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Title: The investigation and treatment of abnormal uterine bleeding in the premenopausal woman
Author: Bain, Christine
ISNI:       0000 0001 3437 2409
Awarding Body: University of Aberdeen
Current Institution: University of Aberdeen
Date of Award: 2002
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The research described in this thesis attempts to rationalise aspects of secondary care for premenopausal women with abnormal uterine bleeding, in particular investigation and assessment of a new method of endometrial ablation. The work was performed in a gynaecology unit with an established research record in endometrial ablative methods. The hospital is the main referral centre for women with menstrual disorders, enabling a centralised and stable population to be available. Chapter 1 outlines the past and present methods for the investigation and surgical treatment of abnormal uterine bleeding. Epidemiological factors for abnormal menstrual loss are discussed, as well as aetiology and the development of clinical evaluation. The equipment requirements for both transcervical resection of the endometrium (TCRE) and microwave endometrial ablation (MEATM) are described with a review of the literature to date on endometrial ablation. Chapter 2 presents a randomised comparative study of outpatient hysteroscopy and endometrial biopsy with endometrial biopsy alone for abnormal uterine bleeding. Outpatient hysteroscopy was successfully performed in almost 85% of women randomised to this procedure compared to 92% successfully receiving an endometrial biopsy alone. Hysteroscopy was found to be acceptable and viewed as a reassuring investigation. However, there was no difference in clinical outcomes between the two groups. Chapter 3 describes the subjects and methods used in a prospective randomised trial comparing MEATM with TCRE. Operative details and outcomes at one year are presented. MEATM was found to be a significantly faster endometrial ablative method than TCRE. The postoperative stay was less with MEATM, though not significantly and analgesic requirements were low in both groups. Satisfaction and acceptability rates with treatment were equivalent.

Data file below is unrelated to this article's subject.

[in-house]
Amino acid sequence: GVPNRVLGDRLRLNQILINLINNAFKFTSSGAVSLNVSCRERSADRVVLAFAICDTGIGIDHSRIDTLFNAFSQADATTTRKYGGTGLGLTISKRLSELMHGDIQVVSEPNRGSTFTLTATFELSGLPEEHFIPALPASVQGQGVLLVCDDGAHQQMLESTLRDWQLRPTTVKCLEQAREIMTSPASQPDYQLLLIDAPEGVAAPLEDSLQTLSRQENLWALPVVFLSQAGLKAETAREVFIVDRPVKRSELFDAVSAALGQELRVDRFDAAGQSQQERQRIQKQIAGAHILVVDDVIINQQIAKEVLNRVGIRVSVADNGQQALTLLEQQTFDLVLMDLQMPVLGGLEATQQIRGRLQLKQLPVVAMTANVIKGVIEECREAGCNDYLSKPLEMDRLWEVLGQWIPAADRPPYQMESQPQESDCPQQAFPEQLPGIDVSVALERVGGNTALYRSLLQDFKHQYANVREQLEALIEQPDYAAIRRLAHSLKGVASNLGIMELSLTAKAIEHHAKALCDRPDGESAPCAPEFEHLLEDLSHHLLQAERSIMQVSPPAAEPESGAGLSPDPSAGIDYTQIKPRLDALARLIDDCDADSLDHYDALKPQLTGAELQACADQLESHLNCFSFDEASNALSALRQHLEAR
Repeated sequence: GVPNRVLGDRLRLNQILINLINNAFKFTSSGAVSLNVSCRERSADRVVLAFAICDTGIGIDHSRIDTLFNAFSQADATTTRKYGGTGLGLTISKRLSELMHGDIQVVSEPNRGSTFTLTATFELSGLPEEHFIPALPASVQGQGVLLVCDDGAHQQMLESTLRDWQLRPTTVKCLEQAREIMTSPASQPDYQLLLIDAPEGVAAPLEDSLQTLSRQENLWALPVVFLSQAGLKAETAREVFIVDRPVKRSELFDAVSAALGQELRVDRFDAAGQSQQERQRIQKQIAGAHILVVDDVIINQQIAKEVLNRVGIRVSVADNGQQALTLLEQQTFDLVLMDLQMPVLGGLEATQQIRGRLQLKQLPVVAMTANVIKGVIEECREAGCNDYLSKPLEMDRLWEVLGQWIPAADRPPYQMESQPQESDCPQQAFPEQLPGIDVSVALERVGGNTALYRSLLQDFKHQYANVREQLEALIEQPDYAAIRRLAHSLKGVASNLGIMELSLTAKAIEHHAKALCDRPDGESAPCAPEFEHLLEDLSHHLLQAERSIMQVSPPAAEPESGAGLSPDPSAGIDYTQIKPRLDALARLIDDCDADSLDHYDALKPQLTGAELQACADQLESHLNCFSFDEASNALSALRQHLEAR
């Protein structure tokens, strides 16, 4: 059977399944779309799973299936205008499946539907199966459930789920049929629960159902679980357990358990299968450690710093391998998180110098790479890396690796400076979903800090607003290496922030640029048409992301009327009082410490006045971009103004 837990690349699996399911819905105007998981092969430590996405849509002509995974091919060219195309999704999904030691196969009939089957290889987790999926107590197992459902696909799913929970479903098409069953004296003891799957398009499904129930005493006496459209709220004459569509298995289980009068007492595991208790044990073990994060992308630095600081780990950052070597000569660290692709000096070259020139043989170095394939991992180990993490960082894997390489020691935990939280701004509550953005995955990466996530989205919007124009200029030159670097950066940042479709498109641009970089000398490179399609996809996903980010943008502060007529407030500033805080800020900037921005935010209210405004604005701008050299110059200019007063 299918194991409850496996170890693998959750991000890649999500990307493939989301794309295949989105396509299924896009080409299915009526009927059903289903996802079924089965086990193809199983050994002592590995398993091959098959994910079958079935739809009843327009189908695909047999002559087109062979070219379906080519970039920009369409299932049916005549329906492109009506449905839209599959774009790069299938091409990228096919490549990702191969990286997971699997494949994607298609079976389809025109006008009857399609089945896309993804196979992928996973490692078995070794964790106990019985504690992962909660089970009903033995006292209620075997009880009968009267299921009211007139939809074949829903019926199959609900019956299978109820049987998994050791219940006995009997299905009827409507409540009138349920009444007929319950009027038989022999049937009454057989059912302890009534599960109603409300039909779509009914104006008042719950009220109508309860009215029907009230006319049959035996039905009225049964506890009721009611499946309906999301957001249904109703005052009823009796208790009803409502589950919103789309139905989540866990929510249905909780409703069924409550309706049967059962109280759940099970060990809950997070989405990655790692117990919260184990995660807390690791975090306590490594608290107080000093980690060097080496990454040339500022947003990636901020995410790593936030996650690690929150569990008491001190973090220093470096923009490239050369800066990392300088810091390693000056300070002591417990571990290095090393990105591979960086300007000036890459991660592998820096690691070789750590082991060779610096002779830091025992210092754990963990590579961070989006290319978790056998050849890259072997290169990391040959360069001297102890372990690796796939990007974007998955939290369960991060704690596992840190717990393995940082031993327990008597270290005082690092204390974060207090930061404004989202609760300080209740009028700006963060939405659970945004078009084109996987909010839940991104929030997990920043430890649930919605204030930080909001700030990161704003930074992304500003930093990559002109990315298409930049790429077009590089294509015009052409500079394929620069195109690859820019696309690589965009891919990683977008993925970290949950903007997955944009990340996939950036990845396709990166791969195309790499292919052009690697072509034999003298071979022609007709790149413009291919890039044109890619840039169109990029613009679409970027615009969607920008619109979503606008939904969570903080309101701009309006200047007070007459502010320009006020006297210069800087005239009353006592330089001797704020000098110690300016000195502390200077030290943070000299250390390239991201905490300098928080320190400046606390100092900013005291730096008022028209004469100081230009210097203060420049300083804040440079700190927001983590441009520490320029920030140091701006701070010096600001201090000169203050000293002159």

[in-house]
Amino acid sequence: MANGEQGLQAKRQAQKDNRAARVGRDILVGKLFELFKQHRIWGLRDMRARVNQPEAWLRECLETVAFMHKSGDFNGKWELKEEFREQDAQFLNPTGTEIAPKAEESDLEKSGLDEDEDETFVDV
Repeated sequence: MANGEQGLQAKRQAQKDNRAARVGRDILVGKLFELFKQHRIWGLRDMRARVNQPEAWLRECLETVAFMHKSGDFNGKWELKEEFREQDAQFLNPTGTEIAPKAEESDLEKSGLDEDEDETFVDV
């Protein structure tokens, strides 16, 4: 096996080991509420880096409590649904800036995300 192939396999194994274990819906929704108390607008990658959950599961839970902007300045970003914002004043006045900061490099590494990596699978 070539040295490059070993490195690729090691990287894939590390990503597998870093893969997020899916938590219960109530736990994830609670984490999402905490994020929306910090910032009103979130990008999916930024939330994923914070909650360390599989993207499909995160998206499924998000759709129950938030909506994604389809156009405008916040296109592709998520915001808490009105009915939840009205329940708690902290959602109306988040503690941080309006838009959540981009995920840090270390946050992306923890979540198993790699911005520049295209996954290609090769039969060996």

Supervisor: Not available Sponsor: Not available
Qualification Name: Thesis (M.D.) Qualification Level: Doctoral
EThOS ID:  DOI: Not available
Keywords: Menstrual disorders